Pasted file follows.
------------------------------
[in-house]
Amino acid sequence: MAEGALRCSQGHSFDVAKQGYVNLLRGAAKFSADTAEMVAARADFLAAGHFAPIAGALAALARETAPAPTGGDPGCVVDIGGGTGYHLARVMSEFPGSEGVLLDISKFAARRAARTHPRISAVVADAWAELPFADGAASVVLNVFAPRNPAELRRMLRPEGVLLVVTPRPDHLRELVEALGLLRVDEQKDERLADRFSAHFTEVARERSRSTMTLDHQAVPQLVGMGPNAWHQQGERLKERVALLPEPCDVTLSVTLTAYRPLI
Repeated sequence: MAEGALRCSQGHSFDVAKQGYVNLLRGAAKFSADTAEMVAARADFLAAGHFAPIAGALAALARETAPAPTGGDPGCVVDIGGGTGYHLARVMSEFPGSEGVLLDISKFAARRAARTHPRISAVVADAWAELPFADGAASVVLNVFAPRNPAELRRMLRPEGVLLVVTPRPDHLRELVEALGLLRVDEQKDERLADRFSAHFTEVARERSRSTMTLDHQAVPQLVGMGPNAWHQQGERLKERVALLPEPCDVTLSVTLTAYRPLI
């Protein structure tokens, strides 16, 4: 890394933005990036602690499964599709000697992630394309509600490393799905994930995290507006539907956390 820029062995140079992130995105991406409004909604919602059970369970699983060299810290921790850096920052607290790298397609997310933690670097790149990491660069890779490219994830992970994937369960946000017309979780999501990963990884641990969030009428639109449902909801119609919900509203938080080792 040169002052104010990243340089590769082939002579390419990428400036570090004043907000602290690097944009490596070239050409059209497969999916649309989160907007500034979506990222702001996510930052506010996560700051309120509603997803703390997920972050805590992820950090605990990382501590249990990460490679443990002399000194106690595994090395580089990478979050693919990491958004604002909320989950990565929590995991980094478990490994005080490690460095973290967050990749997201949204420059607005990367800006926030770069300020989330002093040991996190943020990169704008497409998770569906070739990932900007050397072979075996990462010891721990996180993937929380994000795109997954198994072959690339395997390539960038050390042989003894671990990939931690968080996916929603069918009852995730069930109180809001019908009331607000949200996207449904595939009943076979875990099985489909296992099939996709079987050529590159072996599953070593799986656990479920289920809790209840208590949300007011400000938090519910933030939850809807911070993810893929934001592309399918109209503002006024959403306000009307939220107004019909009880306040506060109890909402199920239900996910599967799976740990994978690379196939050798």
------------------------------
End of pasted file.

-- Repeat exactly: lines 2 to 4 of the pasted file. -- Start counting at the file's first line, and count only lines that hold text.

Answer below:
Amino acid sequence: MAEGALRCSQGHSFDVAKQGYVNLLRGAAKFSADTAEMVAARADFLAAGHFAPIAGALAALARETAPAPTGGDPGCVVDIGGGTGYHLARVMSEFPGSEGVLLDISKFAARRAARTHPRISAVVADAWAELPFADGAASVVLNVFAPRNPAELRRMLRPEGVLLVVTPRPDHLRELVEALGLLRVDEQKDERLADRFSAHFTEVARERSRSTMTLDHQAVPQLVGMGPNAWHQQGERLKERVALLPEPCDVTLSVTLTAYRPLI
Repeated sequence: MAEGALRCSQGHSFDVAKQGYVNLLRGAAKFSADTAEMVAARADFLAAGHFAPIAGALAALARETAPAPTGGDPGCVVDIGGGTGYHLARVMSEFPGSEGVLLDISKFAARRAARTHPRISAVVADAWAELPFADGAASVVLNVFAPRNPAELRRMLRPEGVLLVVTPRPDHLRELVEALGLLRVDEQKDERLADRFSAHFTEVARERSRSTMTLDHQAVPQLVGMGPNAWHQQGERLKERVALLPEPCDVTLSVTLTAYRPLI
């Protein structure tokens, strides 16, 4: 890394933005990036602690499964599709000697992630394309509600490393799905994930995290507006539907956390 820029062995140079992130995105991406409004909604919602059970369970699983060299810290921790850096920052607290790298397609997310933690670097790149990491660069890779490219994830992970994937369960946000017309979780999501990963990884641990969030009428639109449902909801119609919900509203938080080792 040169002052104010990243340089590769082939002579390419990428400036570090004043907000602290690097944009490596070239050409059209497969999916649309989160907007500034979506990222702001996510930052506010996560700051309120509603997803703390997920972050805590992820950090605990990382501590249990990460490679443990002399000194106690595994090395580089990478979050693919990491958004604002909320989950990565929590995991980094478990490994005080490690460095973290967050990749997201949204420059607005990367800006926030770069300020989330002093040991996190943020990169704008497409998770569906070739990932900007050397072979075996990462010891721990996180993937929380994000795109997954198994072959690339395997390539960038050390042989003894671990990939931690968080996916929603069918009852995730069930109180809001019908009331607000949200996207449904595939009943076979875990099985489909296992099939996709079987050529590159072996599953070593799986656990479920289920809790209840208590949300007011400000938090519910933030939850809807911070993810893929934001592309399918109209503002006024959403306000009307939220107004019909009880306040506060109890909402199920239900996910599967799976740990994978690379196939050798």